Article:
A pregnant pause: Sacramento midwife’s legal battle against state awaits ruling

Decision could have far-reaching implications for out-of-hospital birthing practices in California

This is an extended version of a story that ran in the September 15, 2016, issue.

A final ruling with potentially significant implications for out-of-hospital birthing practices in California was postponed this month in a Sacramento courtroom.

Sacramento midwife Ruth Cummings is battling the California Board of Registered Nursing, which formally accused her in May 2013 of failing to recognize a pregnant client was experiencing early labor pains during a 2010 phone conversation. Three days after that conversation, the client experienced a stillbirth at an emergency room. (See “Midwives under attack,” by Brooke Purves, August 6, 2015.)

The BRN accused Cummings of gross negligence and unprofessional conduct. In November 2014, an administrative law judge placed the state-certified nurse-midwife on three years of medical probation, according to court documents. Cummings, who runs The Birth Center, Sacramento’s only midwife-operated birth facility unaffiliated with any hospitals or medical groups, appealed the administrative ruling in Sacramento Superior Court in May of last year. Two months later, a judge stayed Cummings’ probation until her case was resolved.

Now, a ruling is almost at hand.

At a September 2 hearing, Judge Timothy Frawley posed seven questions about the miscarriage incident to both parties. After listening to responses from Cummings’ attorney Steven Simas and BRN representative lawyer Leslie Burgermyer, Frawley held off on delivering a same-day verdict.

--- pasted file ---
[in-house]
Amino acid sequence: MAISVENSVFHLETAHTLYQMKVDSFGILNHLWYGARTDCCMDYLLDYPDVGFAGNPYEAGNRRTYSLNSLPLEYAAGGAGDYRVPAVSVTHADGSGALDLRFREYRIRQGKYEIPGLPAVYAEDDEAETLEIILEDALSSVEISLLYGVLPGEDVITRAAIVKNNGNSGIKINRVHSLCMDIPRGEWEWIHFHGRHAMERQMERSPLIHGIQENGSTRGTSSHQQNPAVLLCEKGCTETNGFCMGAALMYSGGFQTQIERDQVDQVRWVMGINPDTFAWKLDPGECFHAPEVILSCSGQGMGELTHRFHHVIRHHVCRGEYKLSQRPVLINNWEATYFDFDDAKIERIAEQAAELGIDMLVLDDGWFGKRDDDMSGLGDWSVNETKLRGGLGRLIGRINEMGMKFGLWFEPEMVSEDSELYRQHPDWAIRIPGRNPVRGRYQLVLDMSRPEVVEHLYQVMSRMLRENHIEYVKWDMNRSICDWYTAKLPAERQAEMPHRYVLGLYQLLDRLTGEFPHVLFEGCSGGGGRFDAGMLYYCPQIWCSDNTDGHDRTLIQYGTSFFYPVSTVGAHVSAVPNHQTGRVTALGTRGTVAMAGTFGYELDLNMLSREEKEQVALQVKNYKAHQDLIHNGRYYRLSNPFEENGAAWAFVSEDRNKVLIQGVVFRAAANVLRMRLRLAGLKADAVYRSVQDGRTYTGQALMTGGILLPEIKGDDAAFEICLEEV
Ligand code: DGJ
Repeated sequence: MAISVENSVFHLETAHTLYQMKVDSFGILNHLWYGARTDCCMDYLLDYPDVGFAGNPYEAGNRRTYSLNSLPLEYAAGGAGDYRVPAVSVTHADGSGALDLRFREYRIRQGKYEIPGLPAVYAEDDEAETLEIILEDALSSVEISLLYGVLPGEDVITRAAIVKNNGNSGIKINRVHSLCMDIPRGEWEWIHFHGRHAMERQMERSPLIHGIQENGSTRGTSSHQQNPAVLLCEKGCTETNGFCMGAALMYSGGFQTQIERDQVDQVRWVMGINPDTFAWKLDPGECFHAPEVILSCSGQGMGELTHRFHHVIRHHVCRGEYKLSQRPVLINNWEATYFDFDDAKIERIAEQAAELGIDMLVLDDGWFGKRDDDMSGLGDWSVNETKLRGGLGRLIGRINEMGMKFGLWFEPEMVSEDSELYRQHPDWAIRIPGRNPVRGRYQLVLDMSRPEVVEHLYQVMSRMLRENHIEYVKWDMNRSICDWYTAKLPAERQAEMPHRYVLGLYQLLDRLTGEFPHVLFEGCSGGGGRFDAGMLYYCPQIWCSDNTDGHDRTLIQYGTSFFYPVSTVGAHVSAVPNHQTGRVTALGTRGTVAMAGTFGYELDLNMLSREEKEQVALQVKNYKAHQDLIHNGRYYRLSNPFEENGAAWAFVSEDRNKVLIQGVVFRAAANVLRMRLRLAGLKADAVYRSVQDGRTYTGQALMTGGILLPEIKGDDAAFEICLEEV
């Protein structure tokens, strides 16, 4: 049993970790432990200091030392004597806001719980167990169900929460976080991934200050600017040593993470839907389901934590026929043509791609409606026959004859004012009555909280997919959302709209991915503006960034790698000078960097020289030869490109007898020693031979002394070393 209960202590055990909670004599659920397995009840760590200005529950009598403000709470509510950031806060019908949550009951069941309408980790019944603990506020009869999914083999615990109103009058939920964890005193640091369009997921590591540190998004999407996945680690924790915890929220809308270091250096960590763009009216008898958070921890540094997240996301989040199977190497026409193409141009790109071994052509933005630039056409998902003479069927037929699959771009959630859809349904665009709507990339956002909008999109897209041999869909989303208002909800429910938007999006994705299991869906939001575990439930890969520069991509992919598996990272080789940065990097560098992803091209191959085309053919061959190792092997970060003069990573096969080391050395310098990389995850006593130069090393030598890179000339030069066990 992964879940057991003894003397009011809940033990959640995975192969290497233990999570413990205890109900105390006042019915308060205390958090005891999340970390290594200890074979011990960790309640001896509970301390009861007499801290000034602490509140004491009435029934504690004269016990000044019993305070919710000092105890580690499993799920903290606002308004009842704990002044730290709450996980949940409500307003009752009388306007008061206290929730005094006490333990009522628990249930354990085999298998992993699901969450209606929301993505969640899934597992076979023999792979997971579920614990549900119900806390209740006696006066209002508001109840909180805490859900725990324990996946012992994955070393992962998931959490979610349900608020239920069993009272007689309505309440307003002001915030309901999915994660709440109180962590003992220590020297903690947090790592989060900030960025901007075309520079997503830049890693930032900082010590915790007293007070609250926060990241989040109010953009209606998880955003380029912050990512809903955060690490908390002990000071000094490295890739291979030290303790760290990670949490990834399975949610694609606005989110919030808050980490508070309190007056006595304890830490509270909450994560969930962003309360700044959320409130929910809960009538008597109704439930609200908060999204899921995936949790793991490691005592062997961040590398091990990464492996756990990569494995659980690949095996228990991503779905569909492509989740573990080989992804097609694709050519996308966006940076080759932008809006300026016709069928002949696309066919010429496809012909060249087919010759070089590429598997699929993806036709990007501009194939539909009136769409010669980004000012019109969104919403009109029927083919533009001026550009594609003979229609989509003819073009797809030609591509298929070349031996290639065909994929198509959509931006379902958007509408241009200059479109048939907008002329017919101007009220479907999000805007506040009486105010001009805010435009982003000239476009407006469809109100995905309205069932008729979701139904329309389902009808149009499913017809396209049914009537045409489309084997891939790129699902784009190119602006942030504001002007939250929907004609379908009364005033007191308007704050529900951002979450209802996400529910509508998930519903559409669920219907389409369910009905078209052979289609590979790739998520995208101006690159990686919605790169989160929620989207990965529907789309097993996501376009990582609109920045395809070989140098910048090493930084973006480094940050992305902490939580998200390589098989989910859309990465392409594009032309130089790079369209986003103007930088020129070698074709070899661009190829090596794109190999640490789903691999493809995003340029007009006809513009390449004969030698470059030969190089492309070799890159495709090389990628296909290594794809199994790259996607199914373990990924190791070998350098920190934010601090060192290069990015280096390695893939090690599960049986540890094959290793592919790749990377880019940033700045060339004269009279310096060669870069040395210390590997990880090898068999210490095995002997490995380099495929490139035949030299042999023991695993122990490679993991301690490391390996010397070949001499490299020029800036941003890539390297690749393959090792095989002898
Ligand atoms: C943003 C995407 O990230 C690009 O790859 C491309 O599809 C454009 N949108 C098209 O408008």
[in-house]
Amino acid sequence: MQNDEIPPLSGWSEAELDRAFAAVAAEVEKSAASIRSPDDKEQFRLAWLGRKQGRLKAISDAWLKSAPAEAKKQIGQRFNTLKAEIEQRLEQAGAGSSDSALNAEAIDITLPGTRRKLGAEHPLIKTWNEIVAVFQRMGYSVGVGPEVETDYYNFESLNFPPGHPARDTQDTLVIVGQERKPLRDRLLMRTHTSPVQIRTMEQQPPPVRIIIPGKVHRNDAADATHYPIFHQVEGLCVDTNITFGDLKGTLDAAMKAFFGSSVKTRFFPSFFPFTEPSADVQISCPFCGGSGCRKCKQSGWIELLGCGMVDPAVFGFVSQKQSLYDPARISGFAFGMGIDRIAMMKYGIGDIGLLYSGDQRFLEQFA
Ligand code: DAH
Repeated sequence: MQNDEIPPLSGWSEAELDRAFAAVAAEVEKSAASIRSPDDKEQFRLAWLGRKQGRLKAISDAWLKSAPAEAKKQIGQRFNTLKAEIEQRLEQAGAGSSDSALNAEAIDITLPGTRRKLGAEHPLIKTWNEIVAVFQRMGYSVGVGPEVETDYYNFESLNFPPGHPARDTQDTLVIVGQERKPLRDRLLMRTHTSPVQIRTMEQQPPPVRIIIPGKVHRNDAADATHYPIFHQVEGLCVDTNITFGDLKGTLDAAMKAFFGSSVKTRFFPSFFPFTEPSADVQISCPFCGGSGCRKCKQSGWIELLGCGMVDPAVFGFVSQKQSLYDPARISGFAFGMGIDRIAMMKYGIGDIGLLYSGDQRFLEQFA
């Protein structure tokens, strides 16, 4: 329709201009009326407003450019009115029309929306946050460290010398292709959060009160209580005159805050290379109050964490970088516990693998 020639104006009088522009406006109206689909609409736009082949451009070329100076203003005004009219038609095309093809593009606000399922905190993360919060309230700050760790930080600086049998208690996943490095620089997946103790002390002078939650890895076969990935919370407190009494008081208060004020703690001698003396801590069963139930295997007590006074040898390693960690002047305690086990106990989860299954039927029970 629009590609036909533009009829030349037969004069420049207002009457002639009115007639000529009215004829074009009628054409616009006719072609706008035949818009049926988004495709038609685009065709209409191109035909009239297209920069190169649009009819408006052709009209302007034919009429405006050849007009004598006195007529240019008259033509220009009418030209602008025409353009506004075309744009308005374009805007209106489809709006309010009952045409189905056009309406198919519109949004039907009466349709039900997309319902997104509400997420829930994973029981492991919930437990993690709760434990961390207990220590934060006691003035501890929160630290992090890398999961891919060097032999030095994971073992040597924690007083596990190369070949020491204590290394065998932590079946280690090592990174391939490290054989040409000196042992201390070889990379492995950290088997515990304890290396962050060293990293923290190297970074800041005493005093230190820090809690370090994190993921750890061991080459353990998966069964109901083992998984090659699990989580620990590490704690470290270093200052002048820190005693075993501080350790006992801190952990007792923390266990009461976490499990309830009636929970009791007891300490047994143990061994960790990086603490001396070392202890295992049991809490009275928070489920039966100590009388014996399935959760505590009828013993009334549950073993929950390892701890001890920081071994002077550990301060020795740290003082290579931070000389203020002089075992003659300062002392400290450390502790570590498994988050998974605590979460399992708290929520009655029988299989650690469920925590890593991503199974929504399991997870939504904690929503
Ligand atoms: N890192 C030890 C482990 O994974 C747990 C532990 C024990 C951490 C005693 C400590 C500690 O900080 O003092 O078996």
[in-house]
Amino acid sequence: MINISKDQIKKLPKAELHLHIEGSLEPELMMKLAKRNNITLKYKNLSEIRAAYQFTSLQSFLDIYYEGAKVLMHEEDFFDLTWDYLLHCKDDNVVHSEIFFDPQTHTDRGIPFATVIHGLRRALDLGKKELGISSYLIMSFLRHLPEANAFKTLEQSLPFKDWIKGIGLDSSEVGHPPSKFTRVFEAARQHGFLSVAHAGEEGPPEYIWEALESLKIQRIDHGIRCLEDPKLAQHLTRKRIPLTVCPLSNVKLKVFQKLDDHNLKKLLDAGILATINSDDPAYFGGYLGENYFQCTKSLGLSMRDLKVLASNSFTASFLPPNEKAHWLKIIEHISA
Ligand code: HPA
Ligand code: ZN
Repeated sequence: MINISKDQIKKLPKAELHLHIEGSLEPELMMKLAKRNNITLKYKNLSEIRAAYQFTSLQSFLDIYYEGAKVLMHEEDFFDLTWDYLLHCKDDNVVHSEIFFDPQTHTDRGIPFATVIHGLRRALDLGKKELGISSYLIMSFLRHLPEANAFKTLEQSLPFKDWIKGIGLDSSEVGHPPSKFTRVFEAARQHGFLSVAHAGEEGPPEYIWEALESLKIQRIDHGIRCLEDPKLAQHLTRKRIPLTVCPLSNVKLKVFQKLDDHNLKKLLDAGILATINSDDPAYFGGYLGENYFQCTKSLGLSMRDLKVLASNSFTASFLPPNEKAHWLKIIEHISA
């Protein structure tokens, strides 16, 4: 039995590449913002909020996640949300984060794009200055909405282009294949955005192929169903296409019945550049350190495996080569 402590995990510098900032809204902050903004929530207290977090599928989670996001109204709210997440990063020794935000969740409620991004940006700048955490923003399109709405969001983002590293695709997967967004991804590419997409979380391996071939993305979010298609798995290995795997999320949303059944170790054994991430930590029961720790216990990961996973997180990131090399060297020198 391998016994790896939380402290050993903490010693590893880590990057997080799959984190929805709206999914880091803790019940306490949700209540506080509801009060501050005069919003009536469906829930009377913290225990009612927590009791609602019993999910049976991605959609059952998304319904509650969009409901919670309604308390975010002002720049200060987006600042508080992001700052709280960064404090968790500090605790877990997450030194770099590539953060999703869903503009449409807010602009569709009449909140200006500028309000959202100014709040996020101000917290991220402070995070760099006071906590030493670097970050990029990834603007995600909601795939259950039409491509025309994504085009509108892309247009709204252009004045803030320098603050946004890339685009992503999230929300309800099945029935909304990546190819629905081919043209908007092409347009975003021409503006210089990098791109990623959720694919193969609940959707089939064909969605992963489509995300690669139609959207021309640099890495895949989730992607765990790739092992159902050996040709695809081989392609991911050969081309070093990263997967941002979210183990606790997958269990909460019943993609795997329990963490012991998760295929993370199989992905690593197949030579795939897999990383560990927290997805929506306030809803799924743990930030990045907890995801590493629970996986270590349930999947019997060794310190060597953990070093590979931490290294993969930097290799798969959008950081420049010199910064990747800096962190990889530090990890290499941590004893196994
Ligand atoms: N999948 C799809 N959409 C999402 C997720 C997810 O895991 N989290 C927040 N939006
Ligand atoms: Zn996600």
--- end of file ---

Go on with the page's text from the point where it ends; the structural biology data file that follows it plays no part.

Though Cummings was not available for comment due to the pending petition, Susan Fischer Wilhelm, Ph.D., whose baby was delivered by Cummings, said she felt positive about the court proceedings.

“It’s not clear what will happen at this point, [but] I walked out of the courtroom feeling celebratory,” Wilhelm said. “Regardless of what the judge rules, the proceedings Friday were very favorable towards my midwife.”

Aside from Wilhelm, 86 people, many of them past clients, have filed court declarations in support of Cummings.

A spokeswoman for the California Department of Consumer Affairs, which oversees the BRN, declined comment due to the pending nature of the case.

A ruling has the potential to end the ongoing litigation against Cummings, which Wilhelm said would provide enormous relief for out-of-hospital midwives. If the BRN prevails, however, The Birth Center would almost certainly close.

Wilhelm says that would send a chilling message to midwives, who are already in short supply around the state.

Cummings’ case isn’t without precedent. Last summer, a San Francisco County judge granted a similar appeal to certified nurse-midwife Yelena M. Kolodji, whom the BRN alleged had “failed to have proper physician supervision” during her home-birth practice. In a court order accompanying his May 2015 ruling, Judge Richard B. Ulmer Jr. wrote that the BRN had “acted in an arbitrary and capricious manner.”

Cummings’ court battle is particularly poignant for advocates of out-of-hospital midwifery, as recent support for such practices has faced bureaucratic opposition. Assembly Bill 1306 would have removed the physician supervision requirement for out-of-hospital CNMs, but failed to advance August 31, when assembly members were unable to reach concurrence on a senate amendment to the bill.

Cummings’ attorney expects a decision within weeks.

Editor’s note: An earlier version of this story mistakenly reported that Susan Fischer Wilhelm, Ph.D. testified on behalf of her midwife Ruth Cummings.